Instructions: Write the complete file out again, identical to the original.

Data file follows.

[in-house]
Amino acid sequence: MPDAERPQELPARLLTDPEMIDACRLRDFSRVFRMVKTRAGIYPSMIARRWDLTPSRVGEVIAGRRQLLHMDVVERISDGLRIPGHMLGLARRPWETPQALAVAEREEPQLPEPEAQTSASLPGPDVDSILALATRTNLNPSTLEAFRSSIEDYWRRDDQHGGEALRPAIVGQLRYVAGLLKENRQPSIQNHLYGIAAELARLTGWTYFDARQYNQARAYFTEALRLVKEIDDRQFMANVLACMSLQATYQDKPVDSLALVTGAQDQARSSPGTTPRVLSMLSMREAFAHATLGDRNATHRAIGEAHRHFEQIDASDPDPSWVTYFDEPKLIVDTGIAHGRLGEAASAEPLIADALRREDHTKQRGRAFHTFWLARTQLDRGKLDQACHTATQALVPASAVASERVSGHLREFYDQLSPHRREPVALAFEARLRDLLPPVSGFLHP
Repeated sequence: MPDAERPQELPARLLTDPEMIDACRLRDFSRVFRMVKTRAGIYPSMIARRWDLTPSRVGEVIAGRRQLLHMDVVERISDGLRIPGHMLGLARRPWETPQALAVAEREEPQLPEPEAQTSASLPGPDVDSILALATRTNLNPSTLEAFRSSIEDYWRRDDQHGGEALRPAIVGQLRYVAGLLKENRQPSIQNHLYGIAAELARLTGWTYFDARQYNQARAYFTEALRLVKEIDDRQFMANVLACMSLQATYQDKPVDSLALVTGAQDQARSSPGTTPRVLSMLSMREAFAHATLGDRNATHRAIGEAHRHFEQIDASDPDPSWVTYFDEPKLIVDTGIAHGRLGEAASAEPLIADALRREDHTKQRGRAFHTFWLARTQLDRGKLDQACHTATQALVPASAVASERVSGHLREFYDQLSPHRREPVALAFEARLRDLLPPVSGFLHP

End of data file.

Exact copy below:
[in-house]
Amino acid sequence: MPDAERPQELPARLLTDPEMIDACRLRDFSRVFRMVKTRAGIYPSMIARRWDLTPSRVGEVIAGRRQLLHMDVVERISDGLRIPGHMLGLARRPWETPQALAVAEREEPQLPEPEAQTSASLPGPDVDSILALATRTNLNPSTLEAFRSSIEDYWRRDDQHGGEALRPAIVGQLRYVAGLLKENRQPSIQNHLYGIAAELARLTGWTYFDARQYNQARAYFTEALRLVKEIDDRQFMANVLACMSLQATYQDKPVDSLALVTGAQDQARSSPGTTPRVLSMLSMREAFAHATLGDRNATHRAIGEAHRHFEQIDASDPDPSWVTYFDEPKLIVDTGIAHGRLGEAASAEPLIADALRREDHTKQRGRAFHTFWLARTQLDRGKLDQACHTATQALVPASAVASERVSGHLREFYDQLSPHRREPVALAFEARLRDLLPPVSGFLHP
Repeated sequence: MPDAERPQELPARLLTDPEMIDACRLRDFSRVFRMVKTRAGIYPSMIARRWDLTPSRVGEVIAGRRQLLHMDVVERISDGLRIPGHMLGLARRPWETPQALAVAEREEPQLPEPEAQTSASLPGPDVDSILALATRTNLNPSTLEAFRSSIEDYWRRDDQHGGEALRPAIVGQLRYVAGLLKENRQPSIQNHLYGIAAELARLTGWTYFDARQYNQARAYFTEALRLVKEIDDRQFMANVLACMSLQATYQDKPVDSLALVTGAQDQARSSPGTTPRVLSMLSMREAFAHATLGDRNATHRAIGEAHRHFEQIDASDPDPSWVTYFDEPKLIVDTGIAHGRLGEAASAEPLIADALRREDHTKQRGRAFHTFWLARTQLDRGKLDQACHTATQALVPASAVASERVSGHLREFYDQLSPHRREPVALAFEARLRDLLPPVSGFLHP